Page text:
5:45 p.m.

Bloomberg asked residents to call 3-1-1 for downed trees and limbs, not 9-1-1, so the lines can remain open for emergencies.

5:30 p.m.

Mayor Bloomberg updates New Yorkers on Hurricane Sandy.

 

4:10 p.m.

The Cross Bay Veterans Memorial Bridge will close immediately due to high winds. The George Washington, Verrazano, Marine Parkway, Whitestone, Henry Hudson and Throgs Neck bridges will close at 7 p.m.  Midtown Tunnel and RFK Bridge to remain open for now.

4 p.m.

Governor Cuomo held anothe update on Hurricane Sandy

“Storm is as expected so far,” Cuomo said. “Sandy’s fury is still coming to be coming tonight.”

The worst of the storm may begin at 6 p.m. this evening.

Cuomo announced the deployment of 1,000 National Guardsman, mostly on Long Island.

3:20 p.m.

Governor Cuomo announced the Tappan Zee Bridge will close at 4 p.m.

3:15 p.m.

Danny Ruscillo, president of the 100 Precinct Community Council, said there was flooding around manhole covers in some areas of Breezy Point and Neponsit this morning, but it seems to have subsided.

The Parks Department was still out trying to build sand barricades this afternoon. Some of the barricades, however, were destroyed by this morning’s surge, according to Assemblymember Phillip Goldfeder. The Parks Department has been trying to restore the damages before the next major surge.

Firefighters have been going around the peninsula to help people evacuate or get to their homes, the assemblymember said.

2:30 p.m.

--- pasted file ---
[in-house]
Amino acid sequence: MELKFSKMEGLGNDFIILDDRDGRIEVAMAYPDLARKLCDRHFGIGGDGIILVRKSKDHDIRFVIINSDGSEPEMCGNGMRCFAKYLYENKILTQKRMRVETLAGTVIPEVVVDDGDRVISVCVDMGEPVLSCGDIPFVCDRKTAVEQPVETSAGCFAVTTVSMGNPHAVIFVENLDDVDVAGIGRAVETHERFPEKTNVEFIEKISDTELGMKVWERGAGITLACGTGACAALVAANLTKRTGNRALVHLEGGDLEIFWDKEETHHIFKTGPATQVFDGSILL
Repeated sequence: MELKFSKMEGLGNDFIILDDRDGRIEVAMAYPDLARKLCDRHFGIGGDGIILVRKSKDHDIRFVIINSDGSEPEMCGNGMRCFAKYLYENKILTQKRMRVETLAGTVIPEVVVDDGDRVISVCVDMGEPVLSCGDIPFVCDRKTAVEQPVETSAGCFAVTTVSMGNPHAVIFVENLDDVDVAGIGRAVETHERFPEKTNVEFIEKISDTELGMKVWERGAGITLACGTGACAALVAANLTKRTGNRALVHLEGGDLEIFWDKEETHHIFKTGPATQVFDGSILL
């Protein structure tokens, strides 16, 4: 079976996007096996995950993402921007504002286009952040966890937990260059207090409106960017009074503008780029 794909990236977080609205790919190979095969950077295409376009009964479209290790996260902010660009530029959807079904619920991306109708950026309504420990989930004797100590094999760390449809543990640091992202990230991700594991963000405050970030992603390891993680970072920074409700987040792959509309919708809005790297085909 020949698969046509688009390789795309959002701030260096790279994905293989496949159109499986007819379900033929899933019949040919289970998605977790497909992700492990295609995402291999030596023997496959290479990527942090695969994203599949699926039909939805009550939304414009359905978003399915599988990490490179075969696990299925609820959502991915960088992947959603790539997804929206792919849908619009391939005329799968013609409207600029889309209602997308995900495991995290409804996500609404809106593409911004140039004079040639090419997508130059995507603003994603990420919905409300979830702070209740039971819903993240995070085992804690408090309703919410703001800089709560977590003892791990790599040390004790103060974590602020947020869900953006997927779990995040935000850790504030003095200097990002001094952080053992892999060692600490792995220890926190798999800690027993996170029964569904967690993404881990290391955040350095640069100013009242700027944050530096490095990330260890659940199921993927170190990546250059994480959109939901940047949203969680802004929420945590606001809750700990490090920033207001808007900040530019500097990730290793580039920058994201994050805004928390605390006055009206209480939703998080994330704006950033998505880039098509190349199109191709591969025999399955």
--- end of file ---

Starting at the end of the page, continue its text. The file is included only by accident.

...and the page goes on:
All CUNY schools cancelled classes through tomorrow.  The stock market will also be closed for the second consecutive day due to the storm.

12:50 p.m.

President Barack Obama briefed the country on the storm expected to make landfall over the next couple of hours.

“This is going to be a big and powerful storm,” Obama said.

He said the fact that governors and local officials have had a couple of days of coordination has allowed municipalities to be prepared as best they can.  He also said resources will be available following the storm for areas hit hardest.

12:10 p.m.

The city will continue to run buses at public housing in Zone A for the next hour attempting to evacuate all residents before it becomes too dangerous to do so. Evacuation centers throughout the five boroughs are still accepting residents.

About 3,100 people — 73 pets —are currently in one of the centers along with about 3,000 volunteers.

The city has also increased effort to reach homeless residents on the street.